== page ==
Film

All Hallow’s Eve


All Hallow’s Eve (2013)
★★ / ★★★★

Damien Leon’s directorial debut is a mixed bag because it requires viewers to wait more than an hour before we are handed what we signed up for: a gory, suspenseful, and genuinely scary experience in which images are strong enough to embed themselves in the mind. “All Hallow’s Eve” is an anthology composed of three shorts and a wraparound. The segment that binds all three is straightforward but it gets the job done: Sarah (Katie Maguire) babysits two children (Sydney Freihofer, Cole Mathewson) during Halloween night. One of them finds an unmarked VHS tape in his candy bag. Despite initial reluctance—after all, the tape might have come from a pervert—the trio decide to watch it.

The first involves a woman (Kayla Lian) who comes across a clown while waiting for a train. It is a typical meet-creep: he gets her attention without saying a word, terrorizes her, drugs her, and kidnaps her. Soon she wakes up in front of two women who are also kidnaped by Art the Clown (Mike Giannelli). Although the situational horror is present, it lacks a dramatic punch. Aside from the clown who always smiles, the images are unmemorable and nondescript; it does not help that the lead’s performance is one-note. The character’s will to survive is not strong and so when it is time to escape, there is a glaring lack of tension.

As the first story unfolds, we get occasional cuts to Sarah, Tia, and Timmy’s expressions. There is a curiosity: Sarah and Tia flinch at the sight of slightest violence. Timmy, on the other hand, is unperturbed. In fact, he smiles at the images, almost nourished by it. We ask ourselves whether this is simply a boy enjoying something what is typically considered to be taboo in a white, suburban household or is this a hint of a possible psychopathy? We wait for an answer. This interesting angle is dropped the moment the segment ends.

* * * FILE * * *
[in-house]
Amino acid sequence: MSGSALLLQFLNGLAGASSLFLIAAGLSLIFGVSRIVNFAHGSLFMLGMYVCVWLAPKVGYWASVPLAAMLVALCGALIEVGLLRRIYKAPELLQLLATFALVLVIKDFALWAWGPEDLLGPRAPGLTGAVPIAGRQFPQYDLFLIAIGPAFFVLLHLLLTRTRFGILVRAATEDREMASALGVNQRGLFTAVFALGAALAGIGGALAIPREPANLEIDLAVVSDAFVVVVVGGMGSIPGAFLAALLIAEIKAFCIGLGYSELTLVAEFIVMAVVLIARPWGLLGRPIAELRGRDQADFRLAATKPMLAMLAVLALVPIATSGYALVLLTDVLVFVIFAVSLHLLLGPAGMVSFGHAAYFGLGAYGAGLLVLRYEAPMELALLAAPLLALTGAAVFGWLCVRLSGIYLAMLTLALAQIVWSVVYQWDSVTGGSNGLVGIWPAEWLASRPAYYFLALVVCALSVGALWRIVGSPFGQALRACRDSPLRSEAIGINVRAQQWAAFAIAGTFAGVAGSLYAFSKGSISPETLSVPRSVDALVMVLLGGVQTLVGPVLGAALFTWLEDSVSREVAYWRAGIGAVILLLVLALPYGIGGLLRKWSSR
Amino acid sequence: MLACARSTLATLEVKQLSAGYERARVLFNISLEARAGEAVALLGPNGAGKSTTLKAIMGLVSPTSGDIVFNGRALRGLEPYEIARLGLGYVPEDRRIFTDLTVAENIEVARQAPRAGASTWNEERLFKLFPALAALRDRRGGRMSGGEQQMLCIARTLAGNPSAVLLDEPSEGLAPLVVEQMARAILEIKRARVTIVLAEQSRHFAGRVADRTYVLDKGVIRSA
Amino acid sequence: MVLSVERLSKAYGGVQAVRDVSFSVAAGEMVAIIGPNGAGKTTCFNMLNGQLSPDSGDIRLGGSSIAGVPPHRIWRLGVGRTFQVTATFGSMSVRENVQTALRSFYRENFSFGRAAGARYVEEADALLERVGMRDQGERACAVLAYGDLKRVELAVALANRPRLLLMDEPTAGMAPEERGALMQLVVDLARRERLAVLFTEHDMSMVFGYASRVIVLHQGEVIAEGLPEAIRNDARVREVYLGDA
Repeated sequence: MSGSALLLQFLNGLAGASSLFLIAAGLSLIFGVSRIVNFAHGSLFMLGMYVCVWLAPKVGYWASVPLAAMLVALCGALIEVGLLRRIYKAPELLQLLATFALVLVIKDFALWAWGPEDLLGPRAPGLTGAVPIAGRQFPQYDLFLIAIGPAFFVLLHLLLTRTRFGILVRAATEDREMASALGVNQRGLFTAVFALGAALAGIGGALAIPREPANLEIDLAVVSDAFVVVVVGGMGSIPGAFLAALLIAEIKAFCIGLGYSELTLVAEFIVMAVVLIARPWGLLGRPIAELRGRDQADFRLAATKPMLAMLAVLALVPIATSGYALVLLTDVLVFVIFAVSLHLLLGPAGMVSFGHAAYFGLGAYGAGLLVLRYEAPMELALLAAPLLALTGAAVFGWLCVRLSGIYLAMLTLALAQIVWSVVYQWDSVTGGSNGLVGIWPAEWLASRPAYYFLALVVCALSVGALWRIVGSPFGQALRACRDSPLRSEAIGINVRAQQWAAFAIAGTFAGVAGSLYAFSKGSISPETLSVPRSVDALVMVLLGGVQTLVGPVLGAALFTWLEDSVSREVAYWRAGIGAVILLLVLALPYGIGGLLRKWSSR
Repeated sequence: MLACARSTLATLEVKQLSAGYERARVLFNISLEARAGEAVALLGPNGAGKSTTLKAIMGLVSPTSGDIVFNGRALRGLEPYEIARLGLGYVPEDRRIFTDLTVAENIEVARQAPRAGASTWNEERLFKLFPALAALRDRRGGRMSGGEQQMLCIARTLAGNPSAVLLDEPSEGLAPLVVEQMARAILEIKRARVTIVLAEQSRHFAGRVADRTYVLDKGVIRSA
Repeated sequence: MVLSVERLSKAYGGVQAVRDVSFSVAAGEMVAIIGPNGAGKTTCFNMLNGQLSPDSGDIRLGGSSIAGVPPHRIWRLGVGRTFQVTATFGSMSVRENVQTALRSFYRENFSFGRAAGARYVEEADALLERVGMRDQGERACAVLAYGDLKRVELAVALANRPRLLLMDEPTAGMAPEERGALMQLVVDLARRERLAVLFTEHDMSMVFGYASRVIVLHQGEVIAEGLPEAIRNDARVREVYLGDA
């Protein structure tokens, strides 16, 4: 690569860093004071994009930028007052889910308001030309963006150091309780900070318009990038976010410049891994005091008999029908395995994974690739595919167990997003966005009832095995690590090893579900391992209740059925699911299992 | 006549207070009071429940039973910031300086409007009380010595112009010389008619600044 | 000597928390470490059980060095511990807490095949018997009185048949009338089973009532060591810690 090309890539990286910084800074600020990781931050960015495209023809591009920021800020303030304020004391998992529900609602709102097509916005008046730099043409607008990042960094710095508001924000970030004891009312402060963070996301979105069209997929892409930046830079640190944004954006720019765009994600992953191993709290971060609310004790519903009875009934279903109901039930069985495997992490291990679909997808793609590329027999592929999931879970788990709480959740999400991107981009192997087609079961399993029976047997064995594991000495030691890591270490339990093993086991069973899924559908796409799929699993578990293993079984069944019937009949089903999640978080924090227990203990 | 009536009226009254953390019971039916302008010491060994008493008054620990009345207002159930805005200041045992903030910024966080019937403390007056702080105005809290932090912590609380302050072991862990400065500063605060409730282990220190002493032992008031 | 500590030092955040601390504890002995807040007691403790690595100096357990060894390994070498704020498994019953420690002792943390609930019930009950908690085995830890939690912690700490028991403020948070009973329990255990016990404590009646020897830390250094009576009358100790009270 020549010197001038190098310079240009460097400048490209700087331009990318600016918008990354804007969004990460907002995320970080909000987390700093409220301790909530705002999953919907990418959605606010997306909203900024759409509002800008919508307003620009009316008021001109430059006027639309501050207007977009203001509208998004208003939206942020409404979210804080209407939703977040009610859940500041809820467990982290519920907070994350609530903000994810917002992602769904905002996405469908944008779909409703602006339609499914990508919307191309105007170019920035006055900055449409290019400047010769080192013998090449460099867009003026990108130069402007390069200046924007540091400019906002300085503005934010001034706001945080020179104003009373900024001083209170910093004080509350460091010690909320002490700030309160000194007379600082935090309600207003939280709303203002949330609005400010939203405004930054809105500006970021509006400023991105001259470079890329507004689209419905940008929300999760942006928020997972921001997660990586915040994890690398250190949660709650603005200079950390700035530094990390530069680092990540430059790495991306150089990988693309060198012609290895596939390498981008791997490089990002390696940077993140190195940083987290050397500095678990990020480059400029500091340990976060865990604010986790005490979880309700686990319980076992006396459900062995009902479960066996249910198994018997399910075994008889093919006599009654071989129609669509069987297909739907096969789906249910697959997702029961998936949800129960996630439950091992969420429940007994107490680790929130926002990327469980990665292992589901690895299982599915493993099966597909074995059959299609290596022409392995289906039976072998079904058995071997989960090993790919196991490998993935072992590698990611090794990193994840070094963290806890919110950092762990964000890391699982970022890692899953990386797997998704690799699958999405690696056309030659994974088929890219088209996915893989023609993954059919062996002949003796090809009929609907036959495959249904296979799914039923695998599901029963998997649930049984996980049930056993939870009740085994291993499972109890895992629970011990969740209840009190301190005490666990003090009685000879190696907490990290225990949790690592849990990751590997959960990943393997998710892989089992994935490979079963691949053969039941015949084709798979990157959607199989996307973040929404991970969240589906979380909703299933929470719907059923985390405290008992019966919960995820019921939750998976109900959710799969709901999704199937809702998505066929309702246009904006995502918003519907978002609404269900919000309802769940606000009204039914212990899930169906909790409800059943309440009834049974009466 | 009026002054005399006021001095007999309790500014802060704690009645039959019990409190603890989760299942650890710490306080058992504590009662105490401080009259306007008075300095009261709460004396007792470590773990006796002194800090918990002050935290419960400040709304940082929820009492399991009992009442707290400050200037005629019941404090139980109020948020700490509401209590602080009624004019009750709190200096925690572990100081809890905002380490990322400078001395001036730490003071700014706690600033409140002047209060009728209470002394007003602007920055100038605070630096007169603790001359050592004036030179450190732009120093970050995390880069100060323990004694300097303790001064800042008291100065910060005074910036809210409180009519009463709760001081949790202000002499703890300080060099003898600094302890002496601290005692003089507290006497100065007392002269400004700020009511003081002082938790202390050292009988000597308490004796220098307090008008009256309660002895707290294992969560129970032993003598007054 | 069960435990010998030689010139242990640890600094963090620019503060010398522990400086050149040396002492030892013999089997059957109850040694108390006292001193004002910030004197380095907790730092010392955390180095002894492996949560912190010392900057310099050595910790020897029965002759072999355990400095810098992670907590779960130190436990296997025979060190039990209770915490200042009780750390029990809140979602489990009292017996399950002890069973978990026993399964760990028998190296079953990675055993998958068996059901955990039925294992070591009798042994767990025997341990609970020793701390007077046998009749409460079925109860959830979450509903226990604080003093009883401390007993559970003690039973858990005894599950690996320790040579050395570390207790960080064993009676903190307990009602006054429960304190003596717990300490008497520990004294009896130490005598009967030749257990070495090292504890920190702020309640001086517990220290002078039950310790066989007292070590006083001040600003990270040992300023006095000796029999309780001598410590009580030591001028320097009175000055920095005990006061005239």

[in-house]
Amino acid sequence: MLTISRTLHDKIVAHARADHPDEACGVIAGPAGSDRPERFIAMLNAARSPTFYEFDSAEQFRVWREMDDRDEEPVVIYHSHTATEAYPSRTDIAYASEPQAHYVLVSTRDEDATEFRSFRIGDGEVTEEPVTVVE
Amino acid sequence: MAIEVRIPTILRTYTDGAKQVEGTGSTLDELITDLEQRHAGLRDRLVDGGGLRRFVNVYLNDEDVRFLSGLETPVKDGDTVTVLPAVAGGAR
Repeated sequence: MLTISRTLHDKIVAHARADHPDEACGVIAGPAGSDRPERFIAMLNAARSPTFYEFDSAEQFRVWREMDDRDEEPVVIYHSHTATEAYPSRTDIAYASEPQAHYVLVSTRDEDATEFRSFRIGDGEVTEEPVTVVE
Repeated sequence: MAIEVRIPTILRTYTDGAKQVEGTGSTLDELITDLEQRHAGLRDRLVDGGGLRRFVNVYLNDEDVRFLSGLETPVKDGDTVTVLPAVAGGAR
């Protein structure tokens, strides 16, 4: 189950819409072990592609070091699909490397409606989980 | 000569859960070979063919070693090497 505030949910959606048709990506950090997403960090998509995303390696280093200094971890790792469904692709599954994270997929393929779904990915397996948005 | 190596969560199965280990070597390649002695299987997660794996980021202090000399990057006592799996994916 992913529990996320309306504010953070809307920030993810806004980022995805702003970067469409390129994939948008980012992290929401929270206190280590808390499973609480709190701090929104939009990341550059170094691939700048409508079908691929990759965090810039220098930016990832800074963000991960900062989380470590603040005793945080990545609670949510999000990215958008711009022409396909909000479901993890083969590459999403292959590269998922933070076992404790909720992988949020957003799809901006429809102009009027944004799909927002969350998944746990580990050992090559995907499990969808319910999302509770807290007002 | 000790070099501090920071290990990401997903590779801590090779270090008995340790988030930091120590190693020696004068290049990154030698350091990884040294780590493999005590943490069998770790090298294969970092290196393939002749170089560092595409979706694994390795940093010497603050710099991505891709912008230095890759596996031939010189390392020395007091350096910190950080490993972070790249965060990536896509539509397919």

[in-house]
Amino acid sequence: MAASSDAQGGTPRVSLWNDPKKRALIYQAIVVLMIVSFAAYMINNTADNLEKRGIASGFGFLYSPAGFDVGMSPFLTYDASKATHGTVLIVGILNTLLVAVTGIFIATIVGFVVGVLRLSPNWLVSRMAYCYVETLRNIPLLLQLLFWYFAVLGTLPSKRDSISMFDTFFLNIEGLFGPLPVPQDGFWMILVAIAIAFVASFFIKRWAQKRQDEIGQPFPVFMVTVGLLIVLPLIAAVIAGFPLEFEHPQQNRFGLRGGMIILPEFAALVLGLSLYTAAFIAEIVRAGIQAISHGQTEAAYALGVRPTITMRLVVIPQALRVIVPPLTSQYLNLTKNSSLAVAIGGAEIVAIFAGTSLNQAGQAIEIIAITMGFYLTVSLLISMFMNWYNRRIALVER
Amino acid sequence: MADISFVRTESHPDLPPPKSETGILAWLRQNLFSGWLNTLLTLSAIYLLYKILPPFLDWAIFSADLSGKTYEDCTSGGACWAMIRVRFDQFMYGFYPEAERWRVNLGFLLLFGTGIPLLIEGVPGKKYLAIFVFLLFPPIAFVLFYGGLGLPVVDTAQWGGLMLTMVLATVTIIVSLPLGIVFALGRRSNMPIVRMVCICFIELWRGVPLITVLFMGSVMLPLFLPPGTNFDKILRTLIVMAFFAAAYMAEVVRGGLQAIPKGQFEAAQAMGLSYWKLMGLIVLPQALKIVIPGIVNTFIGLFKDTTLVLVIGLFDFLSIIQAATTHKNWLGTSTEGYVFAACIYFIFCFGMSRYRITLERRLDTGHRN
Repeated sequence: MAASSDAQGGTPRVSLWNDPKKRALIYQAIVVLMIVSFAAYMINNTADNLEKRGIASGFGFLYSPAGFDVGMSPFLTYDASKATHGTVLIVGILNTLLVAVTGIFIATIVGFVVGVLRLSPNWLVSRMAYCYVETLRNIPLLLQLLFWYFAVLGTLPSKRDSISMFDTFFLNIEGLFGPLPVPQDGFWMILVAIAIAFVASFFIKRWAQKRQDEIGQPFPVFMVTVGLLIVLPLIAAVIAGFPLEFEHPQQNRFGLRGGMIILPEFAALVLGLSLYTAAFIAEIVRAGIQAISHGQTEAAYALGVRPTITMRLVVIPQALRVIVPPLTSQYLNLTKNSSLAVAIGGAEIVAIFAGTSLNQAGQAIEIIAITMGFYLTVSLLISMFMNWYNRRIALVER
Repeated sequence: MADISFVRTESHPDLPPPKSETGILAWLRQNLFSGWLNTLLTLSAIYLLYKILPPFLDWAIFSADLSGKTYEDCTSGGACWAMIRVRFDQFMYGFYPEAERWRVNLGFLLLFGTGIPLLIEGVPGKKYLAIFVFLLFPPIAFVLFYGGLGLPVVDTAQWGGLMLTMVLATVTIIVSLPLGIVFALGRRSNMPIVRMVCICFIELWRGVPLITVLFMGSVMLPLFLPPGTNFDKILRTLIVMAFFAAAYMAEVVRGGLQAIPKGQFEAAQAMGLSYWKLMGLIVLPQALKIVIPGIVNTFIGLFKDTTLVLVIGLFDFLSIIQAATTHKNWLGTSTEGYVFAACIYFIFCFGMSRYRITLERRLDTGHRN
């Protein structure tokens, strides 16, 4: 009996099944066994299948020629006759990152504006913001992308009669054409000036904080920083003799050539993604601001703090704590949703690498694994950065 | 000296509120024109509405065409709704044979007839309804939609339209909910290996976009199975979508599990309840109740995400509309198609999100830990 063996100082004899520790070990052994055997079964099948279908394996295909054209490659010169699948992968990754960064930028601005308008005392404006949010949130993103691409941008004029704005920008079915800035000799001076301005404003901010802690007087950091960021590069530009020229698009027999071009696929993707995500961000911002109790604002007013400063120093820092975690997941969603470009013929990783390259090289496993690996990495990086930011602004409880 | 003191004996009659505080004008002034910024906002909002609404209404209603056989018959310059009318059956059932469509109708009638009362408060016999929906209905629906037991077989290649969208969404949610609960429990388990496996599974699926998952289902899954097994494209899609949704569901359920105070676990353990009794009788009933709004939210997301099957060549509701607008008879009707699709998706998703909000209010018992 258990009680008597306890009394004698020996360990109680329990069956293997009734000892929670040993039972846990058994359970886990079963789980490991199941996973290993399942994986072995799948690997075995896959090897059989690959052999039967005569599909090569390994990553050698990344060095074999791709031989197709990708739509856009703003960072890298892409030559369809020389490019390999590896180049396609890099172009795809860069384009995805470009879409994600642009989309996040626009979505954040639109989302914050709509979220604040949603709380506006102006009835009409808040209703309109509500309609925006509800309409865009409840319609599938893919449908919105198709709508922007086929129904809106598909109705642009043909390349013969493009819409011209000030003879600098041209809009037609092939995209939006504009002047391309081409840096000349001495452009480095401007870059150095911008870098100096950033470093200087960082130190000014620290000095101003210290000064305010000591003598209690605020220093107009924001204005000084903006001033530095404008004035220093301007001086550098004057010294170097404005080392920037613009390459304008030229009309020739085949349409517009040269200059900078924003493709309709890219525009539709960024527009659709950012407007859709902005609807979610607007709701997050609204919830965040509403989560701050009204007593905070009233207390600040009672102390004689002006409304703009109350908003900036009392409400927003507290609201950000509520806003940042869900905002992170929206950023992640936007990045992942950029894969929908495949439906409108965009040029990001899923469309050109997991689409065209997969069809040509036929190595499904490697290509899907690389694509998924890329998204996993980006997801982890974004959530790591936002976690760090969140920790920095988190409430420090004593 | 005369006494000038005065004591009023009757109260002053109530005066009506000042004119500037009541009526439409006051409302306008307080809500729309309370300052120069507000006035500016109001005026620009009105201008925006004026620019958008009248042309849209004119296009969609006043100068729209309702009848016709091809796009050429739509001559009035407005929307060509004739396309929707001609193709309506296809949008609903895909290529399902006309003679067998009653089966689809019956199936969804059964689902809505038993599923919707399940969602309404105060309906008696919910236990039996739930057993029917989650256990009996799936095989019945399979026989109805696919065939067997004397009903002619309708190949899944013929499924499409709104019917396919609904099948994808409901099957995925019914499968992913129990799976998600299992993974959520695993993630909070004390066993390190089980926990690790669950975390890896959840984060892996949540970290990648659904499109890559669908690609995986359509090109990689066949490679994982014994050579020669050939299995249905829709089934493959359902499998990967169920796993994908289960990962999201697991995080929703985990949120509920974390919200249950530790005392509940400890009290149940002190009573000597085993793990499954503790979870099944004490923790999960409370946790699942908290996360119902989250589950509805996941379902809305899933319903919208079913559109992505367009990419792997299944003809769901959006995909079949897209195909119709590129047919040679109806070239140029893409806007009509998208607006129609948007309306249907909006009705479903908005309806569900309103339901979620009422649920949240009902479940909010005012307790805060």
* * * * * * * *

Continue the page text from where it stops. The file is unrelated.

The second chapter is bizarre but ultimately unmemorable. Caroline (Catherine A. Callahan) is ecstatic that she had finally moved to countryside. The city has been too much for her—too busy, too noisy, too much crime. She relishes the silence. But a strange occurrence: something crashes in the backyard. Electricity shuts off. The phone stops working. Panic-stricken, Caroline runs to the car to escape. The car fails to start. She heads back to the house and a typical chase occurs. It looks as though the antagonist’s costume has been purchased from Wal-Mart or Target; it is laughably unconvincing. This should have been the segment that excels in atmosphere, lighting, and shadows—anything to hide the cheapness of the suit.

The third—and best—segment involves an unnamed woman (Marie Maser) who makes a stop at a gas station. She stops on her tracks when she notices Art the Clown being kicked out from the establishment by the attendant. It appears as though the naughty man (or woman) in costume has smeared excrement all over the bathroom walls. Art the Clown looks back at her. This section is so unrelenting in its violence that your eyes widen like dinner plates. Sure, our heroine makes stupid decisions—like getting out of the car in the middle of chase for no good reason—but these can be overlooked because it is one shocker after another. All the while we get glimpses of Art the Clown’s expressions. This is all a big joke to him (or her).

No cop was harmed in the making of this film because not one bothers to show up in any of the segments. There is not a single gunshot either. I enjoyed the old school feel surrounding this anthology. Had it reached high points sooner, it might have been a different breed altogether. The picture ends with the conclusion of the babysitter’s storyline. The conclusion is expected, but it shocks anyway due to its extreme nature. I appreciated that it went there… although I suspect it may be too much for some.

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